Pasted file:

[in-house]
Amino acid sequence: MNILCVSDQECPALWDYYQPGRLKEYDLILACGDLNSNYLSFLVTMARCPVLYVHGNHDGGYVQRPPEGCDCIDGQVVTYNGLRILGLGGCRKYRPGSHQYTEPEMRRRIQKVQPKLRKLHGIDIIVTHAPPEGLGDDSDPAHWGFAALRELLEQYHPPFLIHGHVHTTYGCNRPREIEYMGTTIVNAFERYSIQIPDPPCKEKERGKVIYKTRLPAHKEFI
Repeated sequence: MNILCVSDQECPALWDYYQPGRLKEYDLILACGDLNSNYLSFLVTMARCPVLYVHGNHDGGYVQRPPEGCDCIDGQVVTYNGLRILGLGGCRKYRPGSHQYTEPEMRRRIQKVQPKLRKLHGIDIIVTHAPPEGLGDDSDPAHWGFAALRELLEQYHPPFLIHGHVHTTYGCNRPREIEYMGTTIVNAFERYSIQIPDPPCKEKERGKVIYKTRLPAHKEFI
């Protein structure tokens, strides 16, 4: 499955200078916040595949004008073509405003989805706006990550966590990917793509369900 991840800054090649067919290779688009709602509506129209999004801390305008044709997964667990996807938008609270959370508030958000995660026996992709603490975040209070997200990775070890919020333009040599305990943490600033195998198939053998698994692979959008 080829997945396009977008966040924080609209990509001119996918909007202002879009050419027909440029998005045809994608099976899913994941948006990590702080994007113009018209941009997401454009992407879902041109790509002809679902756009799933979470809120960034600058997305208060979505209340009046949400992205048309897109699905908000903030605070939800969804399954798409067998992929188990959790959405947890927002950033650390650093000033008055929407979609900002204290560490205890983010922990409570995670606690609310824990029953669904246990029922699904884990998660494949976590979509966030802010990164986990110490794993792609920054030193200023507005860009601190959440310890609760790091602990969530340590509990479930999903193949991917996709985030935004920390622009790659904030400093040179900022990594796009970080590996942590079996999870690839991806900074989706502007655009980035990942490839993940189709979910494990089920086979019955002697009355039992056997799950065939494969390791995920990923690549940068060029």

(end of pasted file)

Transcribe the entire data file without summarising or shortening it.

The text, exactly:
[in-house]
Amino acid sequence: MNILCVSDQECPALWDYYQPGRLKEYDLILACGDLNSNYLSFLVTMARCPVLYVHGNHDGGYVQRPPEGCDCIDGQVVTYNGLRILGLGGCRKYRPGSHQYTEPEMRRRIQKVQPKLRKLHGIDIIVTHAPPEGLGDDSDPAHWGFAALRELLEQYHPPFLIHGHVHTTYGCNRPREIEYMGTTIVNAFERYSIQIPDPPCKEKERGKVIYKTRLPAHKEFI
Repeated sequence: MNILCVSDQECPALWDYYQPGRLKEYDLILACGDLNSNYLSFLVTMARCPVLYVHGNHDGGYVQRPPEGCDCIDGQVVTYNGLRILGLGGCRKYRPGSHQYTEPEMRRRIQKVQPKLRKLHGIDIIVTHAPPEGLGDDSDPAHWGFAALRELLEQYHPPFLIHGHVHTTYGCNRPREIEYMGTTIVNAFERYSIQIPDPPCKEKERGKVIYKTRLPAHKEFI
């Protein structure tokens, strides 16, 4: 499955200078916040595949004008073509405003989805706006990550966590990917793509369900 991840800054090649067919290779688009709602509506129209999004801390305008044709997964667990996807938008609270959370508030958000995660026996992709603490975040209070997200990775070890919020333009040599305990943490600033195998198939053998698994692979959008 080829997945396009977008966040924080609209990509001119996918909007202002879009050419027909440029998005045809994608099976899913994941948006990590702080994007113009018209941009997401454009992407879902041109790509002809679902756009799933979470809120960034600058997305208060979505209340009046949400992205048309897109699905908000903030605070939800969804399954798409067998992929188990959790959405947890927002950033650390650093000033008055929407979609900002204290560490205890983010922990409570995670606690609310824990029953669904246990029922699904884990998660494949976590979509966030802010990164986990110490794993792609920054030193200023507005860009601190959440310890609760790091602990969530340590509990479930999903193949991917996709985030935004920390622009790659904030400093040179900022990594796009970080590996942590079996999870690839991806900074989706502007655009980035990942490839993940189709979910494990089920086979019955002697009355039992056997799950065939494969390791995920990923690549940068060029």